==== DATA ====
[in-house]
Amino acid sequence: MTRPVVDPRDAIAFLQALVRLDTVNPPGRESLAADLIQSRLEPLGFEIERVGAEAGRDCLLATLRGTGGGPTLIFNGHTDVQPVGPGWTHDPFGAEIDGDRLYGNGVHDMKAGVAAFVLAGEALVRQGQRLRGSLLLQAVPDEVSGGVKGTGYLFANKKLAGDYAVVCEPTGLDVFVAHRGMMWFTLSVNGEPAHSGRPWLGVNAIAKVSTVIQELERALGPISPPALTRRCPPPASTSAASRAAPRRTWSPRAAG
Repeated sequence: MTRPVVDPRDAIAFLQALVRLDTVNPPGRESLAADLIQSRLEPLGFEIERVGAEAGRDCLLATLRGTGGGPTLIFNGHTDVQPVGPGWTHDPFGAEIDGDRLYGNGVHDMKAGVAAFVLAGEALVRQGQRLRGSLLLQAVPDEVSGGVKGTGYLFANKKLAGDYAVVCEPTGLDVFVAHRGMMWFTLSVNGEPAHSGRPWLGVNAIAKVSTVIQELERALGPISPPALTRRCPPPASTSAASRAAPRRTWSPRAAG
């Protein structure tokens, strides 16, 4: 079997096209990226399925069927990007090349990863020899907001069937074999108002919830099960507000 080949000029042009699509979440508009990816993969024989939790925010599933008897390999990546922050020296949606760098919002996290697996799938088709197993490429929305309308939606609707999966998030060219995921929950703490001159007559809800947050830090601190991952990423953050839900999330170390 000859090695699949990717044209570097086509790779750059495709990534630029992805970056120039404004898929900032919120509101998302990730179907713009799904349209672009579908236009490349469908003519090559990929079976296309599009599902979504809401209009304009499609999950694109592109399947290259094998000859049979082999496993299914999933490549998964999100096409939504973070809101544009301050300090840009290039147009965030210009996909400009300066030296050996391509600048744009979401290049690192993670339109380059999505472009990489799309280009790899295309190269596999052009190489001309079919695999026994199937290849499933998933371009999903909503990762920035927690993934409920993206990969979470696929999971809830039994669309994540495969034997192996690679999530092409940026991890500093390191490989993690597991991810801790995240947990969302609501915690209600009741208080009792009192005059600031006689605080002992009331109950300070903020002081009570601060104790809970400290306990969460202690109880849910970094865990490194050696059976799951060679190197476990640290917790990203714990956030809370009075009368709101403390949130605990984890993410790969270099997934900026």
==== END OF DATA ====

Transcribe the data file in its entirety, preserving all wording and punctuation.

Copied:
[in-house]
Amino acid sequence: MTRPVVDPRDAIAFLQALVRLDTVNPPGRESLAADLIQSRLEPLGFEIERVGAEAGRDCLLATLRGTGGGPTLIFNGHTDVQPVGPGWTHDPFGAEIDGDRLYGNGVHDMKAGVAAFVLAGEALVRQGQRLRGSLLLQAVPDEVSGGVKGTGYLFANKKLAGDYAVVCEPTGLDVFVAHRGMMWFTLSVNGEPAHSGRPWLGVNAIAKVSTVIQELERALGPISPPALTRRCPPPASTSAASRAAPRRTWSPRAAG
Repeated sequence: MTRPVVDPRDAIAFLQALVRLDTVNPPGRESLAADLIQSRLEPLGFEIERVGAEAGRDCLLATLRGTGGGPTLIFNGHTDVQPVGPGWTHDPFGAEIDGDRLYGNGVHDMKAGVAAFVLAGEALVRQGQRLRGSLLLQAVPDEVSGGVKGTGYLFANKKLAGDYAVVCEPTGLDVFVAHRGMMWFTLSVNGEPAHSGRPWLGVNAIAKVSTVIQELERALGPISPPALTRRCPPPASTSAASRAAPRRTWSPRAAG
């Protein structure tokens, strides 16, 4: 079997096209990226399925069927990007090349990863020899907001069937074999108002919830099960507000 080949000029042009699509979440508009990816993969024989939790925010599933008897390999990546922050020296949606760098919002996290697996799938088709197993490429929305309308939606609707999966998030060219995921929950703490001159007559809800947050830090601190991952990423953050839900999330170390 000859090695699949990717044209570097086509790779750059495709990534630029992805970056120039404004898929900032919120509101998302990730179907713009799904349209672009579908236009490349469908003519090559990929079976296309599009599902979504809401209009304009499609999950694109592109399947290259094998000859049979082999496993299914999933490549998964999100096409939504973070809101544009301050300090840009290039147009965030210009996909400009300066030296050996391509600048744009979401290049690192993670339109380059999505472009990489799309280009790899295309190269596999052009190489001309079919695999026994199937290849499933998933371009999903909503990762920035927690993934409920993206990969979470696929999971809830039994669309994540495969034997192996690679999530092409940026991890500093390191490989993690597991991810801790995240947990969302609501915690209600009741208080009792009192005059600031006689605080002992009331109950300070903020002081009570601060104790809970400290306990969460202690109880849910970094865990490194050696059976799951060679190197476990640290917790990203714990956030809370009075009368709101403390949130605990984890993410790969270099997934900026």